Renovations to Farragut’s West End Center have drawn four new businesses to the shopping center off Kingston Pike.
McEntire & Mayes Interiors, East Tennessee Spine & Sport Physical Therapy, Farmers Insurance and EXIT Realty have moved in to the western end of the shopping center. Don Delfi’s Pancake House & Restaurant, located in the former Meksiko Cantina building, opened Dec. 9.
“I think the remodeling has helped [attract the businesses],” Tommy Vann, one of the property owners and partner with Sam Mishu of M & M Development in Farragut, said.
The shopping center was built in the 1980s. Earlier this year, its owners gave the development a facelift with town of Farragut’s architectural guidelines in mind. The facelift was completed in February 2016.
The mother-daughter team of Linda McEntire and Melissa McEntire-Mayes had moved their business, McEntire & Mayes Interiors, to West End Center by Dec. 15. McEntire-Mayes said they are planning an official grand opening sometime in January.
The company has been in business for 24 years.
“We are a full-service interior design company,” McEntire said. Its services include new construction, space planning, renovations and a retail showroom, which features custom furniture, accessories, lighting, window treatments, lighting and artwork.
West End Center is McEntire & Mayes Interiors’ third location.
It started with a location along Northshore and Baum drive before it moved along Outlet Drive in Knoxville and then to Farragut.
McEntire-Mayes, who grew up in Farragut, said they chose West End Center because it was a
better location and had more retail space.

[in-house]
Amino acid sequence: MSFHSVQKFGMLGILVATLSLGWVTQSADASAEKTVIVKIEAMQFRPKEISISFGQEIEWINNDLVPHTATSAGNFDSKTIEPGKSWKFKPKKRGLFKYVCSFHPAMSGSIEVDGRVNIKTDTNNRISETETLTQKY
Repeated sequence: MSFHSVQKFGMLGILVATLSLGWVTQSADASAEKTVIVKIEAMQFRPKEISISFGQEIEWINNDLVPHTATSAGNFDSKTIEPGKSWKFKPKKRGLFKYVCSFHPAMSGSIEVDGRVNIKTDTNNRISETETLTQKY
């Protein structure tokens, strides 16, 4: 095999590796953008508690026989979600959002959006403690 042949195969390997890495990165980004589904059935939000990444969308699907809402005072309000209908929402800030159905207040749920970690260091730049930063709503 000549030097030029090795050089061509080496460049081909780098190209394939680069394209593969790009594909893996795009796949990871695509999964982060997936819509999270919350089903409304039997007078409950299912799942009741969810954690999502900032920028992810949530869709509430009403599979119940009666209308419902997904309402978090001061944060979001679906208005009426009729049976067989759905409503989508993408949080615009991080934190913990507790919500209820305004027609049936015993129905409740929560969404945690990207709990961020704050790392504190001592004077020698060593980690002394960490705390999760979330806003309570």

“We’ve always had a showroom, but just the location, being in Farragut. This is where most of our clients are,” she said.
McEntire said the newly renovated ext-erior also attr-acted them to the shopping center.
“The façade is updated,” she said. “There’s a lot of traffic through this area. There’s a lot of interest. There’re all sorts of new businesses.
“All of us are moving in at one time. I think we all found it within a couple weeks of each other,” McEntire said. “We’re pleased with the location. We’re going to like it. The people are friendly here.”
The business is open from 9:30 a.m. to 5:30 p.m., Monday through Friday.
On why East Tennessee Spine & Sport Physical Therapy located to West End Center, “I think this is a great community,” Graeme Keys, who owns the Farragut office and is clinic director, said. “It’s truly still the heart of Farragut.
“I love the fact they have redone this shopping center. To me, that was a big draw,” he added. “When Tommy [Vann] had redone the front and made everything much prettier, I was easily drawn back to this.”
Keys said the business has been in practice in Knoxville for 20 years at several other locations. Keys has been a physical therapist for 22 years, 17 of which have been in Farragut.
“We opened this [clinic in Farragut] and an Oak Ridge office Nov. 1,” Keys said. “The philosophy of therapy that we do is what Spine & Sport has been doing, which is a very active approach to rehab using the McKenzie Method.
“The McKenzie Method is an approach to how you assess, treat and prevent back pain and extremity problems,” he said.
The clinic is open 8 a.m. to 6 p.m. Monday through Friday.
Crissy Collins and Gretchen Williams, owner agents of Farmers Insurance, said they also were drawn to West End Center by its new façade. The agents opened the business Dec. 1.
“This is a lovely community,” Williams said.
“We like it a lot,” Collins said. “It’s quite nice outside, and everyone seems to be friendly, the businesses here are similar to what we do, an the owners of the complex are very nice.
Farmers Insurance provides home, renters’, business, life, car and specialty insurance, such as boat, motorcycle and all-terrain vehicles, she said.
The business is open from 8:30 a.m. to 5 p.m. Monday through Friday.
Kresser has located Exit Realty in West End Center and plans to open for business after the first of the year and hold a grand opening in late January. Kresser specializes in commercial and residential real estate.
“It was really about having so many people, schools and doctors’ offices close, and the traffic light, park and neighbors are a perfect complement for us,” he said.